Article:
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Confused about these building industry acronyms? Prime Cost (PC) items and Provisional Sums (PS) are two items in a standard building contract which cause confusion. Most building contracts are called “Fixed Price Contracts”, but the final contract sum can vary due to fluctuations in PC and PS items. We’ll endeavour to explain why and how to minimise if not avoid entirely.

Let’s take a closer look.

They’re both allowances in the building budget.

Prime Cost Items

A PC Item or Prime Cost Item is an allowance to supply items or materials such as toilets, vanity, tapware, shower screens etc where the final selection hasn’t been made. The labour cost for installation will be calculated separately and the Prime cost must be realistic.

Provisional Sum Allowances

Provisional Sum allowances are used for an unknown cost and covers both materials and labour. PS allowances are often used for excavation where the exact costs are not known, and for kitchens whereby the allowance includes the cabinetry, benchtops and labour for installation. They are educated estimates and they must be reasonably accurate.

Both of these allowances will increase if you choose items more expensive than the budgeted range, or if you increase the scope of your project. So before you fall in love with top of the range tiles, bathroom fittings, or intricate cabinetry… check what standard or range you have agreed on. Choose a more expensive item, this becomes a variation.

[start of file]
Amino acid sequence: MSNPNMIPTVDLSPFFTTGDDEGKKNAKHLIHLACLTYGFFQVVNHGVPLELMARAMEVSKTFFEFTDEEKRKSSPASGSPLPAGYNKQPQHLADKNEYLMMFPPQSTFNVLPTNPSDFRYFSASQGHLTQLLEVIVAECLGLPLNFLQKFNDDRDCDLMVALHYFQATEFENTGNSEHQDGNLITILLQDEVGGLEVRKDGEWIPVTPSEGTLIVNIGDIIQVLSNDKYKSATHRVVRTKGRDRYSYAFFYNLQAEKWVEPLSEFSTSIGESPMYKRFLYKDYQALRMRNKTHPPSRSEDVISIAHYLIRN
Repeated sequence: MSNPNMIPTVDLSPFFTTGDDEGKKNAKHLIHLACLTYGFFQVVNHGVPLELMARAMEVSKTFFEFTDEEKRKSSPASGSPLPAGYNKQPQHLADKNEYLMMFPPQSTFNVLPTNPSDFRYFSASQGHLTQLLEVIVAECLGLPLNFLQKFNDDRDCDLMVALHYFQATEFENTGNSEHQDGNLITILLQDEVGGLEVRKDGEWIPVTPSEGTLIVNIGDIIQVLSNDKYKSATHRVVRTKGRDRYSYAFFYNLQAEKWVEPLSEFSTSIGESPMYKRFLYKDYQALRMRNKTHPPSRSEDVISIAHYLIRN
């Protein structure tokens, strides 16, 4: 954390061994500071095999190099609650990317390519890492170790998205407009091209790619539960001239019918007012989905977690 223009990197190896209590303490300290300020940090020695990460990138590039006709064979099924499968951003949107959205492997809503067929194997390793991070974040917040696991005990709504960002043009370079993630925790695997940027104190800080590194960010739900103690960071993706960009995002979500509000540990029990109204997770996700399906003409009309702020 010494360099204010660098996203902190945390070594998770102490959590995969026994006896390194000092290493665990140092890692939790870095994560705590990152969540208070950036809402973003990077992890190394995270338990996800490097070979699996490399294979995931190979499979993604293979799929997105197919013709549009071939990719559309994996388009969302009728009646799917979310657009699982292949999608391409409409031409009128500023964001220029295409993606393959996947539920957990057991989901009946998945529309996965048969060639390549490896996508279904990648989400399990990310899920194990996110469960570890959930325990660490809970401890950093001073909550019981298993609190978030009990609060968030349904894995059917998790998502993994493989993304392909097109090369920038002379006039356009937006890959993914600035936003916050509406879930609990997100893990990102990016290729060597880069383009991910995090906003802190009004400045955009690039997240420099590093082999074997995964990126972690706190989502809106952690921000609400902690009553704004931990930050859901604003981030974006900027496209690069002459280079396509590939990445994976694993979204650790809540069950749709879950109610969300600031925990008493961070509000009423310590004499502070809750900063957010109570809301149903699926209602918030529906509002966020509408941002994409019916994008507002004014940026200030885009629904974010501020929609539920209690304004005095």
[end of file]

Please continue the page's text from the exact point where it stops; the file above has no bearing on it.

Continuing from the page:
Likewise, if you decide to tile all bathroom walls rather than one, this will become a variation.

While PC and PS items allow the contract to be flexible, we always recommend choosing as much as possible early on to stay on top of your budget.  If you want top of the range it’s best to work this out early on.

The more Provisional Sums in the contract, the higher the chance of cost variations even when signing a fixed price contract.

And because these allowances make a contract flexible, be concerned if you are presented with a specifications list or contract that includes more than two Provisional Sums. There  simply shouldn’t be under a normal building situation. Be even more concerned if the quote was the cheapest. Not just lazy quoting, this should be a warning bell…what might start as a ‘cheapest price’ will more than likely cost considerably more because you’ll be faced with cost variations. Most often the cheapest price is not what it seems.

We’re happy to share our knowledge and insights so please feel free to continue reading our blog section.

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